Inside the Chinese Boom in Corporate Espionage
January 23, 2013
The article I selected is about a US based company, American Superconductor Corp. (AMSC), founded in 1987 by four MIT professors. In 2006, after years of little to no success in their previous endeavor, superconductivity, AMSC began focusing on wind turbine control systems. Under their new vice president, Daniel McGahn, AMSC set out to capitalize on China’s newly passed clean energy law that required seven 10,000-Mw wind farms strategically placed throughout the country. AMSC produced and packaged the electronic components, which included a programmable logic controller and power converter and began selling them to China’s wind turbine manufacturers. These Chinese manufacturers built the 1.5 megawatt, 160-ton turbines and stuffed them with the electronics produced in America.
McGahn, who previously worked with other Chinese companies, was aware of the dangers AMSC was facing. By this point, it was well known that China had a knack for ripping off their partners and according to the article, Inside the Chinese Boom in Corporate Espionage, “China did not invent intellectual property theft; it’s just doing it on an unprecedented scale.” Because of his concerns, McGahn interviewed 400 people and handpicked his first 30 employees in China based off who he thought he could trust most. When AMSC’s China factory began making power converters, the firmware and other technology-rich components were still produced in the US before being shipped to Asia. The software was created at AMSC’s research facility in Austria and their control systems software was on a secured server in Klagenfurt, Austria. McGahn went to such extremes to protect this knowledge from Chinese investors that the source code was not even accessible from the Internet.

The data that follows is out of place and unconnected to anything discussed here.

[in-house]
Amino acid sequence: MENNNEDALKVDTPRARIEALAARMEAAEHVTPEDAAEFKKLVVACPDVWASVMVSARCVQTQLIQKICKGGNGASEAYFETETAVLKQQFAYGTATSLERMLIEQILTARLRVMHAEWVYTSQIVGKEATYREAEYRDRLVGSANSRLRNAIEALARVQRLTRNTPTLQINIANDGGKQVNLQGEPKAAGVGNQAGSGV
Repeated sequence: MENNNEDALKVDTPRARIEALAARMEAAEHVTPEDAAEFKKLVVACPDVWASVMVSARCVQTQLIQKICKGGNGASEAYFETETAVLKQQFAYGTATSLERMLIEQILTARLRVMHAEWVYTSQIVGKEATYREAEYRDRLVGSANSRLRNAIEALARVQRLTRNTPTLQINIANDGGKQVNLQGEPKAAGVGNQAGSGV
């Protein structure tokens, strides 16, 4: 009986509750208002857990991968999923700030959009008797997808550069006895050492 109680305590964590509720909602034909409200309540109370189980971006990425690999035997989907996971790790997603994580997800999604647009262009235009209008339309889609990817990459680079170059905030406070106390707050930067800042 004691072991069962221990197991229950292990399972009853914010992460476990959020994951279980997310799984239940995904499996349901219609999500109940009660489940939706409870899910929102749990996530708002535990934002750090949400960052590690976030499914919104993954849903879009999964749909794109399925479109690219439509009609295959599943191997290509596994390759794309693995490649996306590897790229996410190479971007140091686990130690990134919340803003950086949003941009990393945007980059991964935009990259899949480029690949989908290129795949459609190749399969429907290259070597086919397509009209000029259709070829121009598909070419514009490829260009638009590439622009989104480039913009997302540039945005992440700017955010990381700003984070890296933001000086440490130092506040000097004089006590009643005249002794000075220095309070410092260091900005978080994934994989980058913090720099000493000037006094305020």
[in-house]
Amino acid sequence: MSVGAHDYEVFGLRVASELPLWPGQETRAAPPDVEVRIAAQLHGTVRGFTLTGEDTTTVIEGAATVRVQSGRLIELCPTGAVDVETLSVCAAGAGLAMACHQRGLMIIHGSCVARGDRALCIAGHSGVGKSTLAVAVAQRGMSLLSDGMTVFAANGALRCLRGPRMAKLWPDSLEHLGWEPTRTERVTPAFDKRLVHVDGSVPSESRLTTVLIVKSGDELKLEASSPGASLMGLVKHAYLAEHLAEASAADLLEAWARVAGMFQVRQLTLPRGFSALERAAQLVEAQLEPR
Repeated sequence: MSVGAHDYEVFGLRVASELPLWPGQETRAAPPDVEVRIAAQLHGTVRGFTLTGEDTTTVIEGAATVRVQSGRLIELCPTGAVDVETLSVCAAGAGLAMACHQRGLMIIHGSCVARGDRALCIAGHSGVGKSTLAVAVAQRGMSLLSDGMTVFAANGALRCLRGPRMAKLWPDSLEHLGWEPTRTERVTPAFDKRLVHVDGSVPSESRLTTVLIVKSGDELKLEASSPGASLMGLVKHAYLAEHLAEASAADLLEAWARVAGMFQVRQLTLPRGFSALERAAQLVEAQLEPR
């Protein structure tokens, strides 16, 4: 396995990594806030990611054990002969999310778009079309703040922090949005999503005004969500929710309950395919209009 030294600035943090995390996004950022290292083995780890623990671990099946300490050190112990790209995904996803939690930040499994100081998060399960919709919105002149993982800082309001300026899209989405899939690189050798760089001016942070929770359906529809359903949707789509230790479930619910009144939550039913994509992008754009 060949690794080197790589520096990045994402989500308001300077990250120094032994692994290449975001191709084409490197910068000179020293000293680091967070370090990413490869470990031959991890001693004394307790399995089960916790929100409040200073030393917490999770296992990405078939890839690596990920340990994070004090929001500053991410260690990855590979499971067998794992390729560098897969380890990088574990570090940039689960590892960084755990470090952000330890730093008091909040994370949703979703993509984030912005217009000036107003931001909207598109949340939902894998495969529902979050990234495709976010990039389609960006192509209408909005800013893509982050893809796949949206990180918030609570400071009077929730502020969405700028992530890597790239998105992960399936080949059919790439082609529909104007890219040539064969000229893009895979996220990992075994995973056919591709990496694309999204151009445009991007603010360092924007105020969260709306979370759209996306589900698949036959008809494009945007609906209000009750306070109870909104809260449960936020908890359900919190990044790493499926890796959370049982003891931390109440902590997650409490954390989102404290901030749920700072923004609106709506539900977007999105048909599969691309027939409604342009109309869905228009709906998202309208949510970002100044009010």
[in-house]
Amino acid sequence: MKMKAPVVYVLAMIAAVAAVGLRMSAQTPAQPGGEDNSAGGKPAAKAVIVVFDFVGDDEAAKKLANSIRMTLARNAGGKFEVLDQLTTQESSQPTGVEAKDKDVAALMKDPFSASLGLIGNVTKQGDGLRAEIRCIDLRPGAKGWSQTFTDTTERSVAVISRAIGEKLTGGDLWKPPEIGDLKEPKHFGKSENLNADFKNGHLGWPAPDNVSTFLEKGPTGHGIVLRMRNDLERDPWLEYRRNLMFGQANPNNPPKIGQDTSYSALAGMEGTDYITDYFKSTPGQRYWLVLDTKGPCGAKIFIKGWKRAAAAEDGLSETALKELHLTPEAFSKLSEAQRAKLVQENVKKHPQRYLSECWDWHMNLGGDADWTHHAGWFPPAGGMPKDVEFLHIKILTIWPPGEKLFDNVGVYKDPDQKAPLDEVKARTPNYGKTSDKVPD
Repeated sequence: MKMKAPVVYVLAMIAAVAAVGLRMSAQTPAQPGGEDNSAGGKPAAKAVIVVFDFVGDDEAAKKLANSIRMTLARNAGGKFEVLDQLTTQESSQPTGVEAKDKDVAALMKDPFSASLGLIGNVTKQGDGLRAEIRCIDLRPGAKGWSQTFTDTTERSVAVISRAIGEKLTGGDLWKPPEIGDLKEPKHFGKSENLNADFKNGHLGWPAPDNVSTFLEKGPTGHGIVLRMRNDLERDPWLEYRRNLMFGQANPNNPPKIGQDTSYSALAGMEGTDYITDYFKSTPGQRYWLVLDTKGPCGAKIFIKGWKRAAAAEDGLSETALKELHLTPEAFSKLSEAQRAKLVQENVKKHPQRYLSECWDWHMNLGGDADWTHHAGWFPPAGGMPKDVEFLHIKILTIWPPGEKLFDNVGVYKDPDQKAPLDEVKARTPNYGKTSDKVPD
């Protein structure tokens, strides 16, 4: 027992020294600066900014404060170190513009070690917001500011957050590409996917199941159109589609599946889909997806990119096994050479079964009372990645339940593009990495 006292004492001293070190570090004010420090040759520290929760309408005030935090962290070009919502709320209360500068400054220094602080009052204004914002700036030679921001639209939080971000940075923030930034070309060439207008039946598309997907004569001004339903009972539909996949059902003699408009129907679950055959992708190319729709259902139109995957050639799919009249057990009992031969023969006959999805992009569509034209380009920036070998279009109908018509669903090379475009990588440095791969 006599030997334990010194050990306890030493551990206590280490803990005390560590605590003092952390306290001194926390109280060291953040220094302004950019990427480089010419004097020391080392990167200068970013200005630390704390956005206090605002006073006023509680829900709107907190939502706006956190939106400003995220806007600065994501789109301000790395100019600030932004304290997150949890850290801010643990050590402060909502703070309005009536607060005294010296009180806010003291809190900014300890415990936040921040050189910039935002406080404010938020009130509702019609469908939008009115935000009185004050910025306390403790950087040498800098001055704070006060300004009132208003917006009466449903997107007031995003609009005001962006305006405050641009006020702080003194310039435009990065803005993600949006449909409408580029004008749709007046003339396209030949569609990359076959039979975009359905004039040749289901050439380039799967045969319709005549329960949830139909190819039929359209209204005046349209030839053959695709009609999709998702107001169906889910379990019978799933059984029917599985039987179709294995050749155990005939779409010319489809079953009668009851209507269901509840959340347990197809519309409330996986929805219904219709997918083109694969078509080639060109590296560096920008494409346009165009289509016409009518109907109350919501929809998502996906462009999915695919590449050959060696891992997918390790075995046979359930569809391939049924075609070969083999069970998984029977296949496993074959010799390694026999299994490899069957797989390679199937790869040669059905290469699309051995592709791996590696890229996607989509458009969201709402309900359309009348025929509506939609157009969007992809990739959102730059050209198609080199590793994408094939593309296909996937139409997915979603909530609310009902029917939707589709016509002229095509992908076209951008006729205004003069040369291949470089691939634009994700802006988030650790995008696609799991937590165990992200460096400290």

AMSC’s largest customer became China’s Sinovel Wind Group, who accounted for more than two-thirds of their $315 million...
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